PICADOR £12.99 £11.99 (P&P FREE) 08700 798 897
Man Overboard by Tim Binding
Sunday 17 July 2005
On the first page Binding gorges on the poetic possibility of this Baltic fate: "It is cold here and the windows look out over snow-capped trees to the hidden town below. I have a blanket over my legs but still the winds of Mother Russia fly under the door and seize the room." The sanatorium in which Crabb is dying is described as sitting above the town "like a deposed monarch, frozen in attitude, waiting for obeisance".
Elsewhere Crabb is portrayed as a man of few words, a right-wing stiff, so why is he spouting such stuff? At times the character feels uncomfortably like the author's pawn, a literary marionette. He cor-blimeys at renaissance masterpieces during a posting in Venice, muses on Keats and even hangs Picasso prints in his hospital ward during a bout of jaundice.
Half-way through the novel, something powerful enough to derail my knee-jerk cynicism finally occurs. In an episode reminiscent of "Verochka", Chekhov's tale of a stillborn affair, Crabb inexplicably retreats from the sexual love offered to him by his Italian girlfriend. "She breathed in deeply; her body rose up under my hold, monstrous and misshapen, a cold pallor upon it, as if drowned. I drew my hand back." Before this, Binding's attempt to portray a man at odds with himself only added to the reader's sense of the character as a puppet. Failure brings Crabb to life. Finally, the reader can accept the psychological nuances Binding brings to his protagonist. The retrospective jog through war-tattered London becomes strangely haunting.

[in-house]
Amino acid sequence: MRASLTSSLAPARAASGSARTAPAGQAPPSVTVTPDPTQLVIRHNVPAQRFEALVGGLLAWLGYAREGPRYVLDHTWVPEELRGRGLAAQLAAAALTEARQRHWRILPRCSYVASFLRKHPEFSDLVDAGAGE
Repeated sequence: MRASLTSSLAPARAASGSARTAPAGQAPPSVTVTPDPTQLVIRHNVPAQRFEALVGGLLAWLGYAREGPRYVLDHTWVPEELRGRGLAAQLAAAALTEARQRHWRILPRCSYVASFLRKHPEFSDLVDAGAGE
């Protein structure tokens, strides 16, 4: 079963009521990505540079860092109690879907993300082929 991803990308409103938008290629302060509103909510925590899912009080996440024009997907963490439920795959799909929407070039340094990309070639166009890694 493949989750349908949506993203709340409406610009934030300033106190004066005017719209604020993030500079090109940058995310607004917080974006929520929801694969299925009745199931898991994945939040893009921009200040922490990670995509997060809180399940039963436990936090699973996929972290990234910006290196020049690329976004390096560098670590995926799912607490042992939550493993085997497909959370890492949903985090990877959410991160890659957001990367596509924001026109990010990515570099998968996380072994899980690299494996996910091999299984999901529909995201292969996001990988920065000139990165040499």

This novel certainly has its faults and Crabb's synthetic literariness repeatedly jars. But Man Overboard is an enjoyable read, and streaked with a quiet lyricism for which you can forgive many sins.
TV review Nick Hewer, the man whose eyebrows speak a thousand words, is set to leave The Apprentice
Film The critics but sneer but these unfashionable festive films are our favourites
TV We're so close to knowing what happened to Oliver Hughes, but a last-minute bluff crushes expectations
Arts & Ents blogs
- 1 Nigel Farage: Me vs Russell Brand on Question Time – he's got the chest hair but where are his ideas?
- 2 Harry Potter fans can apply to the Hogwarts-inspired College of Wizardry
- 3 Jessica Chambers: 19-year-old woman 'doused with lighter fluid and burned alive' in the US
- 4 Russell Brand calls Nigel Farage 'poundshop Enoch Powell' in BBC Question Time debate
- 5 Orange Wednesdays are no more
Peter Lik: The self-proclaimed 'fine-art photographer' whose work sells for millions
The best underrated Christmas movies from Love, Actually to While You Were Sleeping
Grace Dent on TV: The Lost Honour of Christopher Jefferies was a beautifully shot, immensely considered drama
The Lost Honour of Christopher Jefferies, review: Jason Watkins is brilliant, but real victim Joanna Yeates is reduced to a footnote
Marilyn Manson denies involvement in shocking Lana Del Rey rape video
Disgruntled RBS worker writes hilarious open letter to Russell Brand after anti-capitalist publicity stunt leaves him hungry
Shock poll shows voters believe Ukip is to the left of the Tories
Nigel Farage's approval rating hits 'record low' as popularity suffers in wake of Ukip sex scandal
Nigel Farage defends Kerry Smith 'ch***y' comment: 'If you are going for a Chinese, what do you say you’re going for?'
Ukip candidate jokes about 'shooting peasants' in racist and homophobic rant
Pakistan school attack live: Taliban kill at least 132 children in 'horrifying' massacre